Analysis of "Holiday Memory" by Dylan Thomas
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Analysis of "Holiday Memory" by Dylan Thomas Some of Dylan Thomas' best-loved works are those pieces which evoke memories of his childhood. This is probably because every adult shares the common bond of experiencing childhood and owning personal memories which, although infinitely variable between us in their intensity and nature, help to form who we are as mature people. We all have our own sanitised nostalgia, wistful perhaps, sentimental certainly, so that when Thomas chronicles his own rose-coloured background, his work instantly strikes a chord within us all. Dylan Thomas mines this rich seam of his schoolboy and adolescent memories in many of his short stories and poetic works. Some of the most evocative of these recall his childhood holidays with relatives in Carmarthenshire. This is the case with "Holiday Memory", a joyous short story, also broadcast as a radio play, in which Thomas recalls an idyllic and raucous August Bank Holiday spent by the seaside. The story can be divided into two contrasting but complementary parts: the bright, riotous day spent on the beach, eating cockles, going for donkey rides and watching Punch and Judy shows, and the noisy, boisterous evening spent at the funfair. We will be concentrating on the second part of the story, and more specifically, we will be focusing on Thomas' extraordinary use of language and startling imagery, as well as on tone and mood, in his description of the funfair.
More unusual animal imagery is used to describe the wooden horses of the carousel. The day time horses are still and merely await the coming of night. The night time horses are "neighing", they jump "a thousand Beecher's Brooks" "easily and breezily" to a "haunting hunting tune", they are as fast and nimble as "hooved swallows". The contrast between the lifeless inactivity of the horses in the day, and the noisy, athletic and vibrant animals of the night is stark. In addition, we notice how Thomas keeps the threads of the hunting and bird imagery running through his description: the horses are like "hooved swallows", and they gallop to a hunting tune, he also uses assonance to describe the horses' athleticism, as they clear imaginary fences "easily and breezily". It is obvious, in conclusion, that Thomas employs language to indicate life, noise, speed and movement in his description of the fair by night, and appeals to the reader's every sense: things whizz and whirl, they weave and spin, are tipsy and dizzy, they neigh and croak. The fair by day is, by contrast, still and lifeless, scruffy and decaying. As the boys approach the fair from the beach, they are "scorched and gritty", (lines 21-22), a skilfully conjured image of sun-burnt and sand-encrusted children, who have made the most of their day on the beach.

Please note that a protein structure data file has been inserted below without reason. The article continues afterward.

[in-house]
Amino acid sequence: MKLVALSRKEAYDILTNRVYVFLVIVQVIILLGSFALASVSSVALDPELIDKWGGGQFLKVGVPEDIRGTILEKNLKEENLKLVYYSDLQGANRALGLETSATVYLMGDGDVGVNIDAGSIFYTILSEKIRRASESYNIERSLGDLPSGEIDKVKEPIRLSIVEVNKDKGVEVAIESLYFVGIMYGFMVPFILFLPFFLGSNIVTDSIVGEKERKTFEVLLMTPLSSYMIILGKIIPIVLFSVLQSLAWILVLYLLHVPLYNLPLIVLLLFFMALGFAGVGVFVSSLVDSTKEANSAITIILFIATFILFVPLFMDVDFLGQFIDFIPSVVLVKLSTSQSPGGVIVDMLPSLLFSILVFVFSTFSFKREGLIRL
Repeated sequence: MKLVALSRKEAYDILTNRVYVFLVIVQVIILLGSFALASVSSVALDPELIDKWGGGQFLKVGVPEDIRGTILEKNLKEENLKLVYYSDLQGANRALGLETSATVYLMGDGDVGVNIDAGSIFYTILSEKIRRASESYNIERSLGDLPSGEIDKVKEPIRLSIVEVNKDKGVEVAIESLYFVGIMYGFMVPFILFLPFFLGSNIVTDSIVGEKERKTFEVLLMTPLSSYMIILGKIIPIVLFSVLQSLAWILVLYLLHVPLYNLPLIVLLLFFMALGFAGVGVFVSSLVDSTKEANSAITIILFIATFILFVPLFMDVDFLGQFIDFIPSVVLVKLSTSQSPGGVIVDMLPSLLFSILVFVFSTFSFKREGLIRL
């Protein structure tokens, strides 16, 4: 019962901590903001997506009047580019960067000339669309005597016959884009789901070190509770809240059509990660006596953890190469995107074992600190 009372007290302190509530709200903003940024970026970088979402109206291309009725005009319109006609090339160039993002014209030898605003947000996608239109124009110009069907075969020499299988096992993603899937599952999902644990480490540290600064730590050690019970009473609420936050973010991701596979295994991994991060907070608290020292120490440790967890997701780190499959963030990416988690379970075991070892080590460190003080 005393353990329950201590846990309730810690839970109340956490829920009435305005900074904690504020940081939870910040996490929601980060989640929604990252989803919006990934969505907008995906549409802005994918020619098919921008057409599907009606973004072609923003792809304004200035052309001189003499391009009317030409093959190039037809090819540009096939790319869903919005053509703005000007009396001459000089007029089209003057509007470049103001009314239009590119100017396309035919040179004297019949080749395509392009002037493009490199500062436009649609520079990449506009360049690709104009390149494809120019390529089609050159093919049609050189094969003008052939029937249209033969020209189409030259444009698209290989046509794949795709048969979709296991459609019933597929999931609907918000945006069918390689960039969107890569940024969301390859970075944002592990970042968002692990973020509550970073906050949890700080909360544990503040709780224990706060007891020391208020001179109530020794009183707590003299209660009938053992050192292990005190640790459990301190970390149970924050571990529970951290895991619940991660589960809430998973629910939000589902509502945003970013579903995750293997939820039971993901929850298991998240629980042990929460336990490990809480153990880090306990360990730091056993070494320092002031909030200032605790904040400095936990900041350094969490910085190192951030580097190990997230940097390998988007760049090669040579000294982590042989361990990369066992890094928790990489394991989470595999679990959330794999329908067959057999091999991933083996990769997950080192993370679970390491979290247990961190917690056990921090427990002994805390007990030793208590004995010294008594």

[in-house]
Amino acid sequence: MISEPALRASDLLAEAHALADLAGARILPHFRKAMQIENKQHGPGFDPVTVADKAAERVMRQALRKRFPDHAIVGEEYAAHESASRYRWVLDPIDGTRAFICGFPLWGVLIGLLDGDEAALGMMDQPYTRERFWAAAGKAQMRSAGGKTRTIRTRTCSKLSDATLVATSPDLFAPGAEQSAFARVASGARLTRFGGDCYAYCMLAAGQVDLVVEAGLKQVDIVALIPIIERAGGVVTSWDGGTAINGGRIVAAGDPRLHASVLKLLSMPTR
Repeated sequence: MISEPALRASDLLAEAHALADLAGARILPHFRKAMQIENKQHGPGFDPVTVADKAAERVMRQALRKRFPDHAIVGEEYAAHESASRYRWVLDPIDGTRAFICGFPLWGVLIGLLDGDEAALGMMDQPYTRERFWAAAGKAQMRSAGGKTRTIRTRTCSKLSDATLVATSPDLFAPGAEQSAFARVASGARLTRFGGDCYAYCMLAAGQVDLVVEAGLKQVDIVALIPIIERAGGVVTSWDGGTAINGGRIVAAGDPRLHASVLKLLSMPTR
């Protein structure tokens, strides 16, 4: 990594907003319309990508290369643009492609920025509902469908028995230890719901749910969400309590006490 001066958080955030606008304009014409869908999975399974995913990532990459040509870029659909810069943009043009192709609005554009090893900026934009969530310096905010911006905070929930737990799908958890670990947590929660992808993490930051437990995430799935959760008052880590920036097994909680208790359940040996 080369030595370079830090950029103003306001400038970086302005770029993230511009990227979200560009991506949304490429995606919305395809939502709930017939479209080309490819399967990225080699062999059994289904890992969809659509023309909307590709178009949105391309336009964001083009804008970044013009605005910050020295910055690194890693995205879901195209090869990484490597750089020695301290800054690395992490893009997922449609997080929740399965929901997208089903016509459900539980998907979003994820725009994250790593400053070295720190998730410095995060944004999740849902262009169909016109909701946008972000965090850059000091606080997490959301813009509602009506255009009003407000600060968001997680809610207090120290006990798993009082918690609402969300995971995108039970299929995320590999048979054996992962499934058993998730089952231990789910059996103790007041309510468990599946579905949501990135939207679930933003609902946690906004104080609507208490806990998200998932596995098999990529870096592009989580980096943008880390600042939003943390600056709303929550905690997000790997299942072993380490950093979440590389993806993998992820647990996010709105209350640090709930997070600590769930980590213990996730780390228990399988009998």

Thomas reprises the image of the teeth at the end of his description of the old pug's activities, perhaps to show us that, although the man has been fighting all evening, he still has his three teeth left: a further indication of his toughness, as is the fact that he looks "bored" by his evening's work. The final two paragraphs (lines 57-66) describe the boys' last glimpse of the fair, and then their weary climb up the hill towards home. The first paragraph is full of noise and movement. It is almost as if Thomas saves his most chaotic and frenzied depiction of the fair for this moment, and this perhaps also reflects the feelings of the boys: their regret at having to leave all this fascinating activity. Thomas once more appeals to, and indeed overloads, the reader's senses in his description of the fair. There are references to movement: the night is "hot" and "bubbling", an indication of heat and pullulating activity; swing-boats swim "to and fro" and are "like slices of the moon"; a suggestion that they swing high into the sky, so as to perhaps cut across the moon; and "roundabout riders" gallop furiously. There are references to sound: the hurdy-gurdy with its music and the movement of the man cranking the handle; the mythical animals on the prow of the gondolas "breathing fire and Sousa" - another image that conveys heat and loud music; and the image of the riders giving their hunting cries and "hallooing" as they go round, creates another layer of clamour and bustle.
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